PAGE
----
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'Underwear bomber' was a double agent

The spy had been working with the Saudi intelligence agency in Yemen and handed the bomb to authorities instead of sneaking it onto a plane.

File photo
File photo
Image: Richard W. Rodriguez/AP/Press Association Images

A SO-CALLED ‘UNDERWEAR bomber’ in charge of a thwarted suicide attack on a US airliner last month was operating as a double agent, it has been revealed.

The man entrusted with the bomb by terrorist group Al Qaeda was actually working with the CIA and Saudi Arabia intelligence agencies, officials announced yesterday.

Instead of following the directions of his Al Qaeda superiors to sneak onto the plane, he delivered the device to the US government. The FBI is currently analysing the non-metallic and possibly undetectable bomb at its lab.

According to the New York Times, the bomber was dispatched by the Yemen branch of Al Qaeda in April after he infiltrated the group and volunteered for the mission.

While in Yemen he worked for the Saudi intelligence agency which cooperates closely with the CIA. During his weeks with Al Qaeda’s affiliate, he provided information that allowed the US to direct a drone strike that killed Fahd Mohammed Ahmed al-Quso, the group’s external operations director.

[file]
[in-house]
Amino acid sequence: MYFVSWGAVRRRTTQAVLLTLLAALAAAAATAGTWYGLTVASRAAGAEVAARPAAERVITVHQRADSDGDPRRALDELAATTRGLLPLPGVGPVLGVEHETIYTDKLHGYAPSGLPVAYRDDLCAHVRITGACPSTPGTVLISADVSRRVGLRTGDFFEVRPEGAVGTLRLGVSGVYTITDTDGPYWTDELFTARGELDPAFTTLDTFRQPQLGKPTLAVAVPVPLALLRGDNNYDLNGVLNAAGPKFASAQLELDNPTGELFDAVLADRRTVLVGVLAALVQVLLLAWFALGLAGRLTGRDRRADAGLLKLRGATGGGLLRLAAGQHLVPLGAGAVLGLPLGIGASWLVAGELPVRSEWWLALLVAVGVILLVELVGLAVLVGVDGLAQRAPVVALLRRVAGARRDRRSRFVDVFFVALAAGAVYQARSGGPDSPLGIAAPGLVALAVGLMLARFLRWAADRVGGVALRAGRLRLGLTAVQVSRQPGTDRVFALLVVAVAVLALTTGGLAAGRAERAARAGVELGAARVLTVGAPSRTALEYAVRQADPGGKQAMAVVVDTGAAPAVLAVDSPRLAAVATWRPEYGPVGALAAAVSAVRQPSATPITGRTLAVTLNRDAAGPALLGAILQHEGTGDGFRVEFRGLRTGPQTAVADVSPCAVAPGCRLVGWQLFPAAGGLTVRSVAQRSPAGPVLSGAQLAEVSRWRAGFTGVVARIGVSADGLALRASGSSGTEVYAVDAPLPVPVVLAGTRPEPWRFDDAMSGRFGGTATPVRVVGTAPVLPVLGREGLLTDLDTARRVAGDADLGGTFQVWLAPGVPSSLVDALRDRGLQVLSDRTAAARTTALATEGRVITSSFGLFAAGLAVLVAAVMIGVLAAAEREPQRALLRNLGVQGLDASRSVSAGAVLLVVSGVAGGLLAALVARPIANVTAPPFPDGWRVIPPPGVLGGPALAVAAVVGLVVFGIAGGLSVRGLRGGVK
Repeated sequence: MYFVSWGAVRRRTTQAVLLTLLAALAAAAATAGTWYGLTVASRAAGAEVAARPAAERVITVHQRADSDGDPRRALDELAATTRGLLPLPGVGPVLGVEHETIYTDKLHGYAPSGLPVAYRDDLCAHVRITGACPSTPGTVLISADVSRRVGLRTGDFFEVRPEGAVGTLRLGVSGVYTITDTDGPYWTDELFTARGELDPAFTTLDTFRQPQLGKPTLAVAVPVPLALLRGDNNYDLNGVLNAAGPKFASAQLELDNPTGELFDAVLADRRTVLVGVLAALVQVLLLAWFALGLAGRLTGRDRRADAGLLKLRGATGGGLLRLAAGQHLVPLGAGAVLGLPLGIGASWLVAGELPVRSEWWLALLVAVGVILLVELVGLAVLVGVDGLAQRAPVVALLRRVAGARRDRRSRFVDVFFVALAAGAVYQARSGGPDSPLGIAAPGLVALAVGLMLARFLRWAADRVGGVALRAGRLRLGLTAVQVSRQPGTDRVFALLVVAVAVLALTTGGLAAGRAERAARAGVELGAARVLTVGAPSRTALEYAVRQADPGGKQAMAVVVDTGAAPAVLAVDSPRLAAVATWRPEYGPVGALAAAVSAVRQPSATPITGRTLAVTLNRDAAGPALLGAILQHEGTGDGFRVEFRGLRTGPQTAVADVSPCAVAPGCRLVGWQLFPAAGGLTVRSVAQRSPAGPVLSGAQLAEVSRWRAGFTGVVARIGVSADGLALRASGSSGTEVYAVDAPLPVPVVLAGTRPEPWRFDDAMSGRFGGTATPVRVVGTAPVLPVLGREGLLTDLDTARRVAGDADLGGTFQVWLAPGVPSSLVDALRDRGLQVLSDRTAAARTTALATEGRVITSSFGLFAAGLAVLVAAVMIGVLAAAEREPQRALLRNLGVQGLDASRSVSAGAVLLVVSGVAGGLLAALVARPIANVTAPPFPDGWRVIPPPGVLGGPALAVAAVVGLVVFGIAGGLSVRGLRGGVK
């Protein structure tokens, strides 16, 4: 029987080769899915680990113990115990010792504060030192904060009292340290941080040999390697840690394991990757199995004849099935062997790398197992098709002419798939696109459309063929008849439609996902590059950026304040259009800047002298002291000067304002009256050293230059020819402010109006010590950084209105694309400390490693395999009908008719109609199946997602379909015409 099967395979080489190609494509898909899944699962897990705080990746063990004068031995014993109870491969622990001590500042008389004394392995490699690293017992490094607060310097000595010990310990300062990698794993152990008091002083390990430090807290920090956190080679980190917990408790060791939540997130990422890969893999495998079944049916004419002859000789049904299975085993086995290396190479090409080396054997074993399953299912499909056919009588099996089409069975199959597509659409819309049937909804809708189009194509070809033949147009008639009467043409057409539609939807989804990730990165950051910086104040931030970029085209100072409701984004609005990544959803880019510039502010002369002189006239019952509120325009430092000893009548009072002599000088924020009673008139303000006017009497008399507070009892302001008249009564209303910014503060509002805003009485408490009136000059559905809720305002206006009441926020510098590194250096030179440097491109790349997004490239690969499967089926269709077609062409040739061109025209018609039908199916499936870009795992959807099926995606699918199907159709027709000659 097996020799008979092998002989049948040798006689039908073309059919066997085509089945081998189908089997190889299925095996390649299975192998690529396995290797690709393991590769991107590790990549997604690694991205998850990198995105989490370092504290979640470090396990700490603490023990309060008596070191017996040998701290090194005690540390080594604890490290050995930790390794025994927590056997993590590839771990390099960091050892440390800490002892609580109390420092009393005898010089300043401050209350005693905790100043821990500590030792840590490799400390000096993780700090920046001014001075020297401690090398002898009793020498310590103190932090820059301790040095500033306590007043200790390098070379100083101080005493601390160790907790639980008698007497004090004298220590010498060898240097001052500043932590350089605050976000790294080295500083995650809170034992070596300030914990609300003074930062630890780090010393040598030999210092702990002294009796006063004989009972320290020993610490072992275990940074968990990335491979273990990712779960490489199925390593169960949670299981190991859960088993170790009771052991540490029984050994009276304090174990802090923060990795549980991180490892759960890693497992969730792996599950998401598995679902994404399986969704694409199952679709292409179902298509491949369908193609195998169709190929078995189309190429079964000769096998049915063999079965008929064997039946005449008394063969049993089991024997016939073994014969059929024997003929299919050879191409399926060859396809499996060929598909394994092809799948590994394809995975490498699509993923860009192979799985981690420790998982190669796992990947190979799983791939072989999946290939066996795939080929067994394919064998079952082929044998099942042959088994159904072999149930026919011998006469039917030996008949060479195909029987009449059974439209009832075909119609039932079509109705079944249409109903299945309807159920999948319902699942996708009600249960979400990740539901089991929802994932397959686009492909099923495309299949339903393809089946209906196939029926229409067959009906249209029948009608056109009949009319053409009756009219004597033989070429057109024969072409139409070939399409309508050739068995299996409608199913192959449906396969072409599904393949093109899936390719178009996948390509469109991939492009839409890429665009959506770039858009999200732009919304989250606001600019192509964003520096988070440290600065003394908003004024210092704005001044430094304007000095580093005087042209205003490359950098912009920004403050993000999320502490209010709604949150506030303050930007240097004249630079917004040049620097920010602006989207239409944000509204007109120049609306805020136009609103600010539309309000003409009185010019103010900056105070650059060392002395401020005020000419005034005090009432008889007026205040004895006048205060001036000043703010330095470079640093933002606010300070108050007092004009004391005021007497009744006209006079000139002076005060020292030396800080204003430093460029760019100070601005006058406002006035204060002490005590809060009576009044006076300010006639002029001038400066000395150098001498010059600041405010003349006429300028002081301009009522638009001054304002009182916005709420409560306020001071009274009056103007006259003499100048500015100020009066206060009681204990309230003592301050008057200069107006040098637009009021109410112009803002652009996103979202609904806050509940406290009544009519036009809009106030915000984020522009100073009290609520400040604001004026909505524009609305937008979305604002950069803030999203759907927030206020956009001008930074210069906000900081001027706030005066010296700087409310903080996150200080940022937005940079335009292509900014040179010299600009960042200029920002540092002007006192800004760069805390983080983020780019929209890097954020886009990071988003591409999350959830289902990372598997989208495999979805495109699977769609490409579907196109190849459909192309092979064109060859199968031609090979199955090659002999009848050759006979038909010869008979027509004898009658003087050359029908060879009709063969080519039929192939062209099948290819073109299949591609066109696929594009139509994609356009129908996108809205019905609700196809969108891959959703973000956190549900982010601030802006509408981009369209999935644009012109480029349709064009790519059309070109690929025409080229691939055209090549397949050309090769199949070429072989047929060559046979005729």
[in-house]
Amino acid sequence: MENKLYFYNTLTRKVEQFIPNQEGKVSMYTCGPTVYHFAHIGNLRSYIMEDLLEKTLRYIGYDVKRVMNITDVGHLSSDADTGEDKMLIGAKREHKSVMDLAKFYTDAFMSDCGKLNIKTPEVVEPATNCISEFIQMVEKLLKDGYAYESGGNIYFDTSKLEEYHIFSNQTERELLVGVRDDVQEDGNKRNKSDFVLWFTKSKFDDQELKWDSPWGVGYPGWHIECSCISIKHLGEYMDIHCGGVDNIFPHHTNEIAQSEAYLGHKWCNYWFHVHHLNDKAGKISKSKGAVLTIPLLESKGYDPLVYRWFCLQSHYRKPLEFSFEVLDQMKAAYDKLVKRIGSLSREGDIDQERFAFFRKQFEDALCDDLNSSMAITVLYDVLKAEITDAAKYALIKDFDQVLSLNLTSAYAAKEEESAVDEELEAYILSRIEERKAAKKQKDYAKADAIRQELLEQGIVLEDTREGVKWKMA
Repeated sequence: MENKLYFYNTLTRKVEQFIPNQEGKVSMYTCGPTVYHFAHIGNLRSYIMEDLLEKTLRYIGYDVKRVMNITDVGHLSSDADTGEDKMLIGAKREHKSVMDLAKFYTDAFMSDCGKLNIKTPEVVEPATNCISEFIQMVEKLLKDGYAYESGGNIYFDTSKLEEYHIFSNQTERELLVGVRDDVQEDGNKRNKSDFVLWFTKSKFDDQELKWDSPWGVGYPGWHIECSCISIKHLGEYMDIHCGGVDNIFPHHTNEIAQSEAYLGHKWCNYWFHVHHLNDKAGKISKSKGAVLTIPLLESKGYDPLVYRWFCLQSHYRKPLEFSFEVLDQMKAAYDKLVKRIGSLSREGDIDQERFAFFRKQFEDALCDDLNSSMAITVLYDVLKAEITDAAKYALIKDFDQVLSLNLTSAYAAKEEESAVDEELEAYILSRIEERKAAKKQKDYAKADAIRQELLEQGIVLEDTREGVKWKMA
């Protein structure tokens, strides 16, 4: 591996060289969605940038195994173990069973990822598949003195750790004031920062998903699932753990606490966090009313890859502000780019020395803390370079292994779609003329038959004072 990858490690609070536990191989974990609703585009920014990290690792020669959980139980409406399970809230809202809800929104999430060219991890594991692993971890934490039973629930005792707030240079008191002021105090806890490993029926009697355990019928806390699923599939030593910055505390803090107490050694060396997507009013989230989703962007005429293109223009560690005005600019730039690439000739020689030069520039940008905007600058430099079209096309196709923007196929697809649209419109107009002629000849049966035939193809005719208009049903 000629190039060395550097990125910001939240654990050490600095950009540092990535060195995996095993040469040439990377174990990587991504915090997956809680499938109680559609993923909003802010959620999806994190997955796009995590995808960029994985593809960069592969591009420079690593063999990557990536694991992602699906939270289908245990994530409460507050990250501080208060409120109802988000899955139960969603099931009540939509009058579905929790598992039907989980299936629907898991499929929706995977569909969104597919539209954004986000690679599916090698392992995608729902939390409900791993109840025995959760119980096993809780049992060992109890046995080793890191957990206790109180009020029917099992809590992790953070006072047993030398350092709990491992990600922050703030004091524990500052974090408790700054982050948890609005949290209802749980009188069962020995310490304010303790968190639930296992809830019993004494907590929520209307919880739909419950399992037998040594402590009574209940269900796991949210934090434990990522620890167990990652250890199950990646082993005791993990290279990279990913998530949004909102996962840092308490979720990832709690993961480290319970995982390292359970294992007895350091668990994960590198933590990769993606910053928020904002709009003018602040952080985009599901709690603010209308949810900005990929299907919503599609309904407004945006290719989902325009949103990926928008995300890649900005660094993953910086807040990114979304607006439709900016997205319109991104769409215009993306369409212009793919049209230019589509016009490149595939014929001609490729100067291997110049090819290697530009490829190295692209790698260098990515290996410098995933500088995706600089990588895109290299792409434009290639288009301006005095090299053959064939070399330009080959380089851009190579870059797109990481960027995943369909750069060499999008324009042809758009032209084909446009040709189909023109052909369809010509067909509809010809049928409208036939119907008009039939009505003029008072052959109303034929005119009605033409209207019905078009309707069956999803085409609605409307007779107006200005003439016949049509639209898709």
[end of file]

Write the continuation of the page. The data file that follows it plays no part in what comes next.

The double agent is now back in Saudi Arabia and his identity will remain a secret. Officials say they kept quiet about the intelligence coup until they had made the agent and his family safe.

The new underwear bomb is the third failed Al Qaeda plot in three years. First, there was another type of ‘pants bomb’ over Detroit on Christmas Day 2009. In 2010, terrorists hid bombs inside printer cartridges and got them on board cargo planes but authorities defused them in time.

Last month’s device is said to be more sophisticated than that which fizzled over Detroit in 2009. Describing it as upgrade, FBI officials have found that it contains lead azide, a chemical known as a reliable detonator.

Security arrangements at US airports remained unchanged on Tuesday as authorities try and ascertain if current procedures would have detected the bomb. It is understood that the decision not to ramp up security is a reflection of both US confidence in its systems and a recognition that the government cannot realistically expect travelers to endure much more intrusion.

President Barack Obama is said to be pleased with the success of the counter-terrorism officials in foiling the attempt to use the explosive device. He was made aware of the development early last month and was regularly briefed on what was happening.

A spokesperson at the White House said “at no time were Americans in danger as a result”.

-Additional reporting by AP

‘Undetectable’ underwear bomb plot thwarted says CIA>

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